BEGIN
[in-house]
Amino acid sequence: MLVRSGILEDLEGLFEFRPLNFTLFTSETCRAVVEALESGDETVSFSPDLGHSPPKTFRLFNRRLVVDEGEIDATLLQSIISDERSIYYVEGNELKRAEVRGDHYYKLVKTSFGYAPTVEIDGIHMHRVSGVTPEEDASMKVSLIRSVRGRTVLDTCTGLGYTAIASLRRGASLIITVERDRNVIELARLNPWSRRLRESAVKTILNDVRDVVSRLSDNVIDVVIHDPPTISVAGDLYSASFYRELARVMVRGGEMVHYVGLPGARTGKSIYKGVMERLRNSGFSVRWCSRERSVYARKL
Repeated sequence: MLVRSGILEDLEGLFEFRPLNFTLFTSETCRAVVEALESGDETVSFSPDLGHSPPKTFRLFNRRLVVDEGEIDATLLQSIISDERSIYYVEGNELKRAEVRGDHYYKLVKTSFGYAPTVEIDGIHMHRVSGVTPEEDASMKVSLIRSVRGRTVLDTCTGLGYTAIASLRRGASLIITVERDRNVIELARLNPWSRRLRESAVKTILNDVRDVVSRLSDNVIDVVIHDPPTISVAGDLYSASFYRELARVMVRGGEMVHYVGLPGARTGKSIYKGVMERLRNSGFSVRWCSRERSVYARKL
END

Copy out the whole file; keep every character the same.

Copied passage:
[in-house]
Amino acid sequence: MLVRSGILEDLEGLFEFRPLNFTLFTSETCRAVVEALESGDETVSFSPDLGHSPPKTFRLFNRRLVVDEGEIDATLLQSIISDERSIYYVEGNELKRAEVRGDHYYKLVKTSFGYAPTVEIDGIHMHRVSGVTPEEDASMKVSLIRSVRGRTVLDTCTGLGYTAIASLRRGASLIITVERDRNVIELARLNPWSRRLRESAVKTILNDVRDVVSRLSDNVIDVVIHDPPTISVAGDLYSASFYRELARVMVRGGEMVHYVGLPGARTGKSIYKGVMERLRNSGFSVRWCSRERSVYARKL
Repeated sequence: MLVRSGILEDLEGLFEFRPLNFTLFTSETCRAVVEALESGDETVSFSPDLGHSPPKTFRLFNRRLVVDEGEIDATLLQSIISDERSIYYVEGNELKRAEVRGDHYYKLVKTSFGYAPTVEIDGIHMHRVSGVTPEEDASMKVSLIRSVRGRTVLDTCTGLGYTAIASLRRGASLIITVERDRNVIELARLNPWSRRLRESAVKTILNDVRDVVSRLSDNVIDVVIHDPPTISVAGDLYSASFYRELARVMVRGGEMVHYVGLPGARTGKSIYKGVMERLRNSGFSVRWCSRERSVYARKL